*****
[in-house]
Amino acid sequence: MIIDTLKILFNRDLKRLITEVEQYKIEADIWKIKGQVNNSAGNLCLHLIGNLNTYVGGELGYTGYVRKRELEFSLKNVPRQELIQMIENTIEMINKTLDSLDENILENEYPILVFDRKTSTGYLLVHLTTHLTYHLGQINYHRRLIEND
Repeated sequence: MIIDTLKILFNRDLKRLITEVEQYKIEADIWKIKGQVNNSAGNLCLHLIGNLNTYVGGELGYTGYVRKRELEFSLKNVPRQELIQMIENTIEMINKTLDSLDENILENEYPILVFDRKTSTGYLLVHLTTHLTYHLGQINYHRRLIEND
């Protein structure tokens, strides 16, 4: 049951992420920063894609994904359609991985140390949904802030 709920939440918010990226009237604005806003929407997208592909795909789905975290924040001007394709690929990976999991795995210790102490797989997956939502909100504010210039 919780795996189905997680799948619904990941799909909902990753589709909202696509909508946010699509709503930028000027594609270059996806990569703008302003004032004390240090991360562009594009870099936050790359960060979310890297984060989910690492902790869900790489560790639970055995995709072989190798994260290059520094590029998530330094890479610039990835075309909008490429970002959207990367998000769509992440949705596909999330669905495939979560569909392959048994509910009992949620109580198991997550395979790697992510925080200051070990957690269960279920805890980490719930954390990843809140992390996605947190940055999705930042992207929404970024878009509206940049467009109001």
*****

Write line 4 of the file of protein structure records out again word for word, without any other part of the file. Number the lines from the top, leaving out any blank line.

């Protein structure tokens, strides 16, 4: 049951992420920063894609994904359609991985140390949904802030 709920939440918010990226009237604005806003929407997208592909795909789905975290924040001007394709690929990976999991795995210790102490797989997956939502909100504010210039 919780795996189905997680799948619904990941799909909902990753589709909202696509909508946010699509709503930028000027594609270059996806990569703008302003004032004390240090991360562009594009870099936050790359960060979310890297984060989910690492902790869900790489560790639970055995995709072989190798994260290059520094590029998530330094890479610039990835075309909008490429970002959207990367998000769509992440949705596909999330669905495939979560569909392959048994509910009992949620109580198991997550395979790697992510925080200051070990957690269960279920805890980490719930954390990843809140992390996605947190940055999705930042992207929404970024878009509206940049467009109001």